British scientists have discovered hundreds more methane "plumes" bubbling up from the Arctic seabed, in an area to the west of the Norwegian island of Svalbard. It is the second time in a week that scientists have reported methane emissions from the Arctic.
Methane is 20 times more potent than carbon dioxide as a greenhouse gas and the latest findings from two separate teams of scientists suggest it is being released in significant amounts from within the Arctic Circle.
On Tuesday, The Independent revealed that scientists on board a Russian research ship had detected vast quantities of methane breaking through the melting permafrost under the seabed of the shallow continental shelf off the Siberian coast.
Yesterday, researchers on board the British research ship the James Clark Ross said they had counted about 250 methane plumes bubbling from the seabed in an area of about 30 square miles in water less than 400 metres (1,300 feet) deep off the west coast of Svalbard. They have also discovered a set of deeper plumes at depths of about 1,200 metres at a second site near by. Analysis of sediments and seawater has confirmed the rising gas is methane, said Professor Graham Westbrook of Birmingham University, the study's principal investigator.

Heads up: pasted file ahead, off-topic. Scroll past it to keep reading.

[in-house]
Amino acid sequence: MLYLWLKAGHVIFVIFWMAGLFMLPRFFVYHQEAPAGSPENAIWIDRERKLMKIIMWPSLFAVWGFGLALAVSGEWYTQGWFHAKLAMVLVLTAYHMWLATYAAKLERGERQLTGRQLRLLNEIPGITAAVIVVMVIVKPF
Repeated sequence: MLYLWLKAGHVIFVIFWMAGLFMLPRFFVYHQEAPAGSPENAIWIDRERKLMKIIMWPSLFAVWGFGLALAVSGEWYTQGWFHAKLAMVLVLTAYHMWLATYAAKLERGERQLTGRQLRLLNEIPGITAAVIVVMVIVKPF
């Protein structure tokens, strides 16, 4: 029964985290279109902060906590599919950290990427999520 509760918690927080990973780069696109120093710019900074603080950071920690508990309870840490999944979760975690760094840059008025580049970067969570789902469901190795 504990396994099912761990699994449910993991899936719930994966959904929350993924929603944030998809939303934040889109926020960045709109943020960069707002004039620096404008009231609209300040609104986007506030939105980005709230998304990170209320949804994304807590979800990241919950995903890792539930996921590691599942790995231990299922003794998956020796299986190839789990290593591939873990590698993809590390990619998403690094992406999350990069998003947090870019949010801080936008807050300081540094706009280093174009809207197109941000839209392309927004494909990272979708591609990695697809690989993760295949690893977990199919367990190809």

"The discovery of this system is important as its presence provides evidence that methane, which is a greenhouse gas, has been released in this climactically sensitive region since the last ice age," Professor Westbrook said. An analysis of sediments taken from the seabed show that the gas is coming from methane hydrates – ice-like crystals where molecules of the gas are captured in "cages" made of water molecules, which become unstable as water pressures fall or temperatures rise.
Professor Westbrook said the area surveyed off the west coast of Svalbard was very different to the area being studied by the Russian vessel because the water was much deeper and does not have a layer of permafrost sealing the methane under the seabed.
It is likely that methane emissions off Svalbard have been continuous for about 15,000 years – since the last ice age – but as yet no one knows whether recent climactic shifts in the Arctic have begun to accelerate them to a point where they could in themselves exacerbate climate change, he said.
"We were very excited when we found these plumes because it was the first evidence there was an active gas system in this part of the world," Professor Westbrook said after disembarking from the ship, which arrived back in Britain yesterday. "Now we know it's there we know we have to very seriously consider its effect."Reuse content